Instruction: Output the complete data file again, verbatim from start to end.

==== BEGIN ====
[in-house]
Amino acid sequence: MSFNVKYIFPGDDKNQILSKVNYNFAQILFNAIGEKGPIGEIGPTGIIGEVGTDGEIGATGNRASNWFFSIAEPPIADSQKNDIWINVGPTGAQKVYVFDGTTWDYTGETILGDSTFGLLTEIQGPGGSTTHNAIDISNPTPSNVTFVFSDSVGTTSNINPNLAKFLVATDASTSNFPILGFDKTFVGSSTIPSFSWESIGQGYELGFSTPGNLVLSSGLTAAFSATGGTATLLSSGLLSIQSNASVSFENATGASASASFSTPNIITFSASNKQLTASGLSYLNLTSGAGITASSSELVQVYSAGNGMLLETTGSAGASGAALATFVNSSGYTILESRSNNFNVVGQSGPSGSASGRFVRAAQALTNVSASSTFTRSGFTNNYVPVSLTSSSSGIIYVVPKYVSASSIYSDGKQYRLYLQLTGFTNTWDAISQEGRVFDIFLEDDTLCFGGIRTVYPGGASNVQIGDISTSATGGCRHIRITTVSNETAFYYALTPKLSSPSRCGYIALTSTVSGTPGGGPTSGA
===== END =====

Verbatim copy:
[in-house]
Amino acid sequence: MSFNVKYIFPGDDKNQILSKVNYNFAQILFNAIGEKGPIGEIGPTGIIGEVGTDGEIGATGNRASNWFFSIAEPPIADSQKNDIWINVGPTGAQKVYVFDGTTWDYTGETILGDSTFGLLTEIQGPGGSTTHNAIDISNPTPSNVTFVFSDSVGTTSNINPNLAKFLVATDASTSNFPILGFDKTFVGSSTIPSFSWESIGQGYELGFSTPGNLVLSSGLTAAFSATGGTATLLSSGLLSIQSNASVSFENATGASASASFSTPNIITFSASNKQLTASGLSYLNLTSGAGITASSSELVQVYSAGNGMLLETTGSAGASGAALATFVNSSGYTILESRSNNFNVVGQSGPSGSASGRFVRAAQALTNVSASSTFTRSGFTNNYVPVSLTSSSSGIIYVVPKYVSASSIYSDGKQYRLYLQLTGFTNTWDAISQEGRVFDIFLEDDTLCFGGIRTVYPGGASNVQIGDISTSATGGCRHIRITTVSNETAFYYALTPKLSSPSRCGYIALTSTVSGTPGGGPTSGA